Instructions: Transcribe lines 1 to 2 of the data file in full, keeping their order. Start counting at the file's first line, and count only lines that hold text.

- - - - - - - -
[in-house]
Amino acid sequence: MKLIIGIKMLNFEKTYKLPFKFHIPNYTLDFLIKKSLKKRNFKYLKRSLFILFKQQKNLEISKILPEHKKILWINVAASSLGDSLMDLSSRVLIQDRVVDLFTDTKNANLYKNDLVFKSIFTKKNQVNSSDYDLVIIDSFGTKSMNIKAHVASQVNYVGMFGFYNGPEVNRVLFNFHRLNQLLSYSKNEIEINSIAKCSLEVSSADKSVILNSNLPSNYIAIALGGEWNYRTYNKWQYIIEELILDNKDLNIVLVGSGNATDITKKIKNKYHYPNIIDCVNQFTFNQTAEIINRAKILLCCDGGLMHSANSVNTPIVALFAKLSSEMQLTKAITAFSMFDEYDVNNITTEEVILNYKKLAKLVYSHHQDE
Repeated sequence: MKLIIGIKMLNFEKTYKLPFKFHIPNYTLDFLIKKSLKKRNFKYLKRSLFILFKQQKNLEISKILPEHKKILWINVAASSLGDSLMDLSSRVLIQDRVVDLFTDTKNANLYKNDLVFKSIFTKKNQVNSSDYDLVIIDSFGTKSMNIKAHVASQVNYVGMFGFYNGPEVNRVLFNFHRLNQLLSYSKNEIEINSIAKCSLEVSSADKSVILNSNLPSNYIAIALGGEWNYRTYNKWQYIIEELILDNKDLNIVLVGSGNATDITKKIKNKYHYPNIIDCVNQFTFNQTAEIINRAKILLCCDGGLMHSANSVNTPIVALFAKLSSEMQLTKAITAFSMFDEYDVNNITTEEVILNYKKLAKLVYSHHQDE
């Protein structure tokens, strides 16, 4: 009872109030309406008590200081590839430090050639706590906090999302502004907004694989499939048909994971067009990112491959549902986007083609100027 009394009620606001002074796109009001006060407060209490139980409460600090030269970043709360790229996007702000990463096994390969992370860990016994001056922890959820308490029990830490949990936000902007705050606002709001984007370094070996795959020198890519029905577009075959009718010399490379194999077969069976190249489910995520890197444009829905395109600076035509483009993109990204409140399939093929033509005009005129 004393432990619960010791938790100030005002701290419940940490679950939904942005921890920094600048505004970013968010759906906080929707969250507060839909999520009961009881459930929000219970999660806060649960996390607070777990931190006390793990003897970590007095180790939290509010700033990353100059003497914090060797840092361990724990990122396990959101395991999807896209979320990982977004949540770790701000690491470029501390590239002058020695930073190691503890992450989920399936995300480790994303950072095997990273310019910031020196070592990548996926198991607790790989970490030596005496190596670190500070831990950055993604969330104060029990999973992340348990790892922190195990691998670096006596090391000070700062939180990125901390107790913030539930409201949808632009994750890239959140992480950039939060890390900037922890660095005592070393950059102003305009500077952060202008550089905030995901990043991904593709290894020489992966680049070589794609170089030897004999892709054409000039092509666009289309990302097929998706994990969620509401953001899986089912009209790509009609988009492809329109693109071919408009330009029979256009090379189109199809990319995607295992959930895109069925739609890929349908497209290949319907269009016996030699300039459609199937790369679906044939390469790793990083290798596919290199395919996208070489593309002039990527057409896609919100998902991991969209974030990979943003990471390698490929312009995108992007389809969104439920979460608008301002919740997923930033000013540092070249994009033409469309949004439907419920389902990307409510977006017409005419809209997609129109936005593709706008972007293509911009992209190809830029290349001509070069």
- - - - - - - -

[in-house]
Amino acid sequence: MKLIIGIKMLNFEKTYKLPFKFHIPNYTLDFLIKKSLKKRNFKYLKRSLFILFKQQKNLEISKILPEHKKILWINVAASSLGDSLMDLSSRVLIQDRVVDLFTDTKNANLYKNDLVFKSIFTKKNQVNSSDYDLVIIDSFGTKSMNIKAHVASQVNYVGMFGFYNGPEVNRVLFNFHRLNQLLSYSKNEIEINSIAKCSLEVSSADKSVILNSNLPSNYIAIALGGEWNYRTYNKWQYIIEELILDNKDLNIVLVGSGNATDITKKIKNKYHYPNIIDCVNQFTFNQTAEIINRAKILLCCDGGLMHSANSVNTPIVALFAKLSSEMQLTKAITAFSMFDEYDVNNITTEEVILNYKKLAKLVYSHHQDE